• Achieving the Digital Agenda goals will require a mix of technologies and platforms depending on the geographical and market circumstances. In rural and remote areas, mobile and wireless networks will play a key role to deliver high speed broadband access to citizens. It is therefore essential to ensure that the digital dividend band of 800 Mhz is fully opened by 2013, as proposed by the European Commission in its Radio Spectrum Policy Programme.
  • However, in the light of rapidly increasing data traffic, Europe will need more spectrum. The United States and Japan have decided to allocate respectively 1200 and 1500 Mhz to mobile broadband. Europe cannot lag behind.
  • We would therefore urge the Council, the Parliament and the Commission to achieve a forward looking and timely agreement on the RSPP.
  • Finally, one of the key factors dissuading investments is the uncertainty about consumers’ demand. It is therefore essential for Europe to take the necessary measures to remove regulatory obstacles and barriers in order to create a truly single market for innovative online services in fields such as e-health, smart grids, mobile payments and content, to name a few, that will drive demand.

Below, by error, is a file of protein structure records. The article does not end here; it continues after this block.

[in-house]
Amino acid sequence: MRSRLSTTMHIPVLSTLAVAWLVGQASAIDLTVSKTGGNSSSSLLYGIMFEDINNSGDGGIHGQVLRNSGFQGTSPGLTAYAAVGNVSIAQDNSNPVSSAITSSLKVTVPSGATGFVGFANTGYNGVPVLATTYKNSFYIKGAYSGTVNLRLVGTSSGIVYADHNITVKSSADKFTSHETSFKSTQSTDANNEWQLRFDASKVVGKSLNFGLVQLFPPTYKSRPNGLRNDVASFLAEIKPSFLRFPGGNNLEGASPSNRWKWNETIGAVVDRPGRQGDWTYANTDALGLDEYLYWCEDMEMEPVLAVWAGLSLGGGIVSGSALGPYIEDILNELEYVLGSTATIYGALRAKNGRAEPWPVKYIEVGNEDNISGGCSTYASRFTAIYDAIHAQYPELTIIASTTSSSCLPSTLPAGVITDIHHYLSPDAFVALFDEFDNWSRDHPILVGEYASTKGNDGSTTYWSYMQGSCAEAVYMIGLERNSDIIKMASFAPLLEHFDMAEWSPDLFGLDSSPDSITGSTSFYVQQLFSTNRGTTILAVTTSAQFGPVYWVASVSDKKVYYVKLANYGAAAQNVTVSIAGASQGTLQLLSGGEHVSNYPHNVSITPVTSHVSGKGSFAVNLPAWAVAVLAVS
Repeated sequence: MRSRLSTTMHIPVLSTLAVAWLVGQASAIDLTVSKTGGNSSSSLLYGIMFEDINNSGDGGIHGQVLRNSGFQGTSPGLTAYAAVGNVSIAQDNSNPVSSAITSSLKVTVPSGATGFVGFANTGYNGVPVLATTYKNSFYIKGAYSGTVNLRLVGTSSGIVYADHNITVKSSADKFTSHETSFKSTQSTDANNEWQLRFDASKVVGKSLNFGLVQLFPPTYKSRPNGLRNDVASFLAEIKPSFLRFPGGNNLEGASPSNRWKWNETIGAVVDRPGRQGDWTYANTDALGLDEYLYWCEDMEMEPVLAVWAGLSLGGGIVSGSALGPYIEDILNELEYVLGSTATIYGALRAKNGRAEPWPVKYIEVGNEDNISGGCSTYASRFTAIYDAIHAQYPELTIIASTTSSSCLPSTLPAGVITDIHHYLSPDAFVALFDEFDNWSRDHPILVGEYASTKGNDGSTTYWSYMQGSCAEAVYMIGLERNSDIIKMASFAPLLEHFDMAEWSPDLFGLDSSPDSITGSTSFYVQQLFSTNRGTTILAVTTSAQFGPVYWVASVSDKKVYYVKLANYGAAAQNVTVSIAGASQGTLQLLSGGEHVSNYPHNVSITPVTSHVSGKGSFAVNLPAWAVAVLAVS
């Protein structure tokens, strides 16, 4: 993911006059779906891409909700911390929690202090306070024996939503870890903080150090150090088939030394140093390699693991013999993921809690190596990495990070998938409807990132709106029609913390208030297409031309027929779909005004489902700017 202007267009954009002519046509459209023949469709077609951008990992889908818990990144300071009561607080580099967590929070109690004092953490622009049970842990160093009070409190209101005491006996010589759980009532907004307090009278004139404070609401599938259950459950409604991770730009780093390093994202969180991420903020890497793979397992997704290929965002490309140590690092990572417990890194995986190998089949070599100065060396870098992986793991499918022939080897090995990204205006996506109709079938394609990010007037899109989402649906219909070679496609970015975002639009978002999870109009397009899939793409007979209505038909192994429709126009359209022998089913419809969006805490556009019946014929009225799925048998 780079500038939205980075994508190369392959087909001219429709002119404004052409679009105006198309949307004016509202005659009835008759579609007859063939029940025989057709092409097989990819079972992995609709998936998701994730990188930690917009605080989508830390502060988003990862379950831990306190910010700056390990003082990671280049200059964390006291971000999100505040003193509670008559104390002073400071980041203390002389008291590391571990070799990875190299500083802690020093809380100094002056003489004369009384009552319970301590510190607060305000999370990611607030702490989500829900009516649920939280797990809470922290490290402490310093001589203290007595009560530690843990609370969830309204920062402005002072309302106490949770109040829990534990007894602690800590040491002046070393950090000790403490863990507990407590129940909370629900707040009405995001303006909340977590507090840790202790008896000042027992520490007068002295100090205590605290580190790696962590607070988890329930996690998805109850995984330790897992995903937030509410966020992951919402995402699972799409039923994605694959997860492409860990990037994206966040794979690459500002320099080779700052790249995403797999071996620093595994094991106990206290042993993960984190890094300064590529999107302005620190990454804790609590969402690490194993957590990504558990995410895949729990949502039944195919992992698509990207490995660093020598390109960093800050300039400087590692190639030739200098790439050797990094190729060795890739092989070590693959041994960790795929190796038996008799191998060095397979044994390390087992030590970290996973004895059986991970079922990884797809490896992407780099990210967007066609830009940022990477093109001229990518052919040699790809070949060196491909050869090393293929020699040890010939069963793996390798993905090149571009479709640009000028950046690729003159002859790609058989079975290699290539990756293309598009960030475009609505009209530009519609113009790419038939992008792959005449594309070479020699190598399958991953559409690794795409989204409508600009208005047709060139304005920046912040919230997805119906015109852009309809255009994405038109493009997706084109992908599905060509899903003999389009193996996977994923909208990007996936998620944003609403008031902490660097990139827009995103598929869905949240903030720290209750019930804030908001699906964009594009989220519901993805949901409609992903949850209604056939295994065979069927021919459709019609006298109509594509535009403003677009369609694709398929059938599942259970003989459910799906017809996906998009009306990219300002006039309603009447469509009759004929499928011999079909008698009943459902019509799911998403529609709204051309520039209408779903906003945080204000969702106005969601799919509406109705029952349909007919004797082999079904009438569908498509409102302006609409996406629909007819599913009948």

• In the same vein, as highlighted by a new research by the London School of Economics, policy makers should encourage the development of new quality-based offers that would both benefit consumers and lead to new revenue streams for operators.
  • Let me close my speech by making  a concrete proposal. TV could be a killer application which can stimulate demand. By encouraging the migration of TV from terrestrial to high-speed broadband platforms, including fibre or mobile/satellite networks where fibre networks is not available, we would create huge demand for new high speed broadband and boost investment. In addition, this would free up more spectrum which is much needed for mobile and wireless broadband networks, and would further help to bridge the digital divide.
  • I hope that all the proposals I have just made on behalf of ETNO members will be welcomed by the Polish Presidency and the other EU institutions and will soon converge in the far sighted strategic vision the sector is calling for.
  • Thank you very much for your attention.